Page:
Saudi Arabia’s Golf Deal Puts Biden and PGA in Same Awkward Position

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Saudi Arabia’s Golf Deal Puts Biden and PGA in Same Awkward Position
Credit: © Reuters.

(Bloomberg) -- The PGA Tour and President Joe Biden have learned the same hard lesson in recent months: Saudi Arabia is too rich and consequential to shun.

As a candidate for president, Biden promised Saudi Arabia would “pay the price” for its poor human rights record, just as PGA Commissioner Jay Monahan had called the Saudi-backed LIV Golf league a blatant attempt to sportswash the kingdom’s past sins. In the end, both were forced to eat their words.

The surprise announcement last week that the PGA and LIV would set aside their dispute and merge showed that Saudi Arabia and its crown prince, Mohammed bin Salman, had gained the upper hand yet again in the push-and-pull between a global superpower and an oil-rich nation that was long seen as the junior partner. 

Asked to discuss the deal, the White House declined to comment on a private merger, though it’s one that will have to undergo antitrust scrutiny. 

Read more: War of Words That Rocked US-Saudi Ties Cools as Oil Steadies

In reality, it’s much more than another deal. It symbolizes how Biden has had to give up on a pledge to make Saudi Arabia face consequences for its rights abuses, most vividly symbolized by the murder of dissident columnist Jamal Khashoggi. It demonstrated again how foreign powers — think China, with its TikTok video-sharing app — are exerting soft power on the US, rather than the reverse.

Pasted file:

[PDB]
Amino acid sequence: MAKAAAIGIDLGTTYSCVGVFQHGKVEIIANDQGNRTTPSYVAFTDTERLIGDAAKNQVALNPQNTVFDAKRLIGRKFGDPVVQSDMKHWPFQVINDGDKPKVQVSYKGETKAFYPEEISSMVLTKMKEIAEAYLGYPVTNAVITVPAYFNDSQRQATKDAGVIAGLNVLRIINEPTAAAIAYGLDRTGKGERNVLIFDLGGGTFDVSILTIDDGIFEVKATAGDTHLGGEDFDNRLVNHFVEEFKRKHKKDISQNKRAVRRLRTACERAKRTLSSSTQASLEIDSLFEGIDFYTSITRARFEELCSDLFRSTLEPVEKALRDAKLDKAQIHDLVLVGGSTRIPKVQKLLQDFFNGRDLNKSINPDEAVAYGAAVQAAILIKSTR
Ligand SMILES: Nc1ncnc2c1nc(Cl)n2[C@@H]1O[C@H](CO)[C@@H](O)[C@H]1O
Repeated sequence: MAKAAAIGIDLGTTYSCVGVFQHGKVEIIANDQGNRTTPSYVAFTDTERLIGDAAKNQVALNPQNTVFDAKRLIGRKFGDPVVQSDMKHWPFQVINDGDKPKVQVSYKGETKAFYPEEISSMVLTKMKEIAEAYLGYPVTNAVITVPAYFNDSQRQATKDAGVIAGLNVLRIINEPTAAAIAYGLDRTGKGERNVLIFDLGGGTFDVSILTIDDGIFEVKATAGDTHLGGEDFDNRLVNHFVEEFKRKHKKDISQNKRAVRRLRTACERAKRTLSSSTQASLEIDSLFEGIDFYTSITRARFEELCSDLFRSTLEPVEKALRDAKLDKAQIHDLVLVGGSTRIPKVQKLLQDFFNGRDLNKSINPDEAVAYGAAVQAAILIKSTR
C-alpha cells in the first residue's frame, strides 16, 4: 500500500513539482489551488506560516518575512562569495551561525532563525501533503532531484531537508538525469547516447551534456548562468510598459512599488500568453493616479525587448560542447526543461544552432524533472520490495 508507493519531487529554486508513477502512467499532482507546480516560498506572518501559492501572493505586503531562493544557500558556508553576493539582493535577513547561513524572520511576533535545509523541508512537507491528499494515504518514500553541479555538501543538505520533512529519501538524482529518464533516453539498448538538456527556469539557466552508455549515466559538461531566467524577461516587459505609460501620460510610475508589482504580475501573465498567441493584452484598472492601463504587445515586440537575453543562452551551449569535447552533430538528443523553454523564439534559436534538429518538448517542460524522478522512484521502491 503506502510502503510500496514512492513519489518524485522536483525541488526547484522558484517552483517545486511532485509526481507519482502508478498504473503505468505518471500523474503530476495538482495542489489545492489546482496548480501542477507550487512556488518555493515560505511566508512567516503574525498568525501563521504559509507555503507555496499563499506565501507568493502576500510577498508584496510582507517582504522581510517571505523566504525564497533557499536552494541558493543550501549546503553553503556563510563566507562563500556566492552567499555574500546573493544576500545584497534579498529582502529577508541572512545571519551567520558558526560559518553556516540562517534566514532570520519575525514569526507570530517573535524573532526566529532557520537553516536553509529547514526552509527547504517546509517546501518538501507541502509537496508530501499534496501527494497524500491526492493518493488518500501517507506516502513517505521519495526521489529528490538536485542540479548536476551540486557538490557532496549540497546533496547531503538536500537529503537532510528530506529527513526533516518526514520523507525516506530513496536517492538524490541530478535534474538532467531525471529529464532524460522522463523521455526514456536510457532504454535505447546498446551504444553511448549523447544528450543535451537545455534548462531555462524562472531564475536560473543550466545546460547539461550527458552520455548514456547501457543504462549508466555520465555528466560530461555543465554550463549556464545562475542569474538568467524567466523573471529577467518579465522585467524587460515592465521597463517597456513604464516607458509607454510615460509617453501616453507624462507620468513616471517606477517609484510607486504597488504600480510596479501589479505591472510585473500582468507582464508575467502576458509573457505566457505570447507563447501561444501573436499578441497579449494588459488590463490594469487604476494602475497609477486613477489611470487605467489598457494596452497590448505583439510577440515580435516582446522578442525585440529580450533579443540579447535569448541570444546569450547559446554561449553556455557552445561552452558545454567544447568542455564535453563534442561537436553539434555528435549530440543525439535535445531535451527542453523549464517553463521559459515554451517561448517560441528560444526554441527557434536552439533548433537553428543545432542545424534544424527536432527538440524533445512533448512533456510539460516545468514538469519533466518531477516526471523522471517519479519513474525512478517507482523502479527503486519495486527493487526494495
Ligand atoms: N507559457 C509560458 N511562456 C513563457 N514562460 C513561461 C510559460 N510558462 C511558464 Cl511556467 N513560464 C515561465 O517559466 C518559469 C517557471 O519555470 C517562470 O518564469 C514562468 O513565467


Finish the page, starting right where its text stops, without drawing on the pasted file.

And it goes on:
And it seemed to put to rest the question of whether the US can pursue a human-rights-first policy with the rest of the world if the companies on the front lines of that US soft-power influence — its sports leagues and entertainment industry — don’t have any interest in playing along.

“It does demonstrate two important phenomena — the tension between high-profile US brands’ business decisions and government policy, especially important with respect to China, and the quenchless desire of this Saudi government to discredit the US,” said Kori Schake, director of foreign and defense policy studies at the American Enterprise Institute, who previously worked in the State Department and Pentagon. 

“Saudi’s leader is reveling in humiliating the Biden administration,” she said.

Read more: PGA Golf Merger Is Saudi Arabia’s Biggest Soft Power Win Yet

Details of the agreement are thin, only that it will be a “new, collectively owned for-profit entity,” according to a statement. But it was a dramatic reversal for the PGA and Monahan, who had previously criticized LIV for paying multimillion-dollar sums for PGA players to leave the tour.

When asked about the deal at a press conference on Tuesday, Biden dodged with a joke — making a putting motion and saying he was going to join the PGA. It underscored the tricky balance that the president, a sometimes-weekend golfer, must maintain between not wanting to upset the Saudis and not wanting to offend a political constituency at home — the families of victims of the Sept. 11 attacks and advocates, including on Capitol Hill, for Khashoggi and his widow.

The group 9/11 Families United accused the PGA and Monahan of “taking billions of dollars to cleanse the Saudi reputation so that Americans and the world will forget how the Kingdom spent their billions of dollars before 9/11 to fund terrorism, spread their vitriolic hatred of Americans, and finance al Qaeda and the murder of our loved ones.”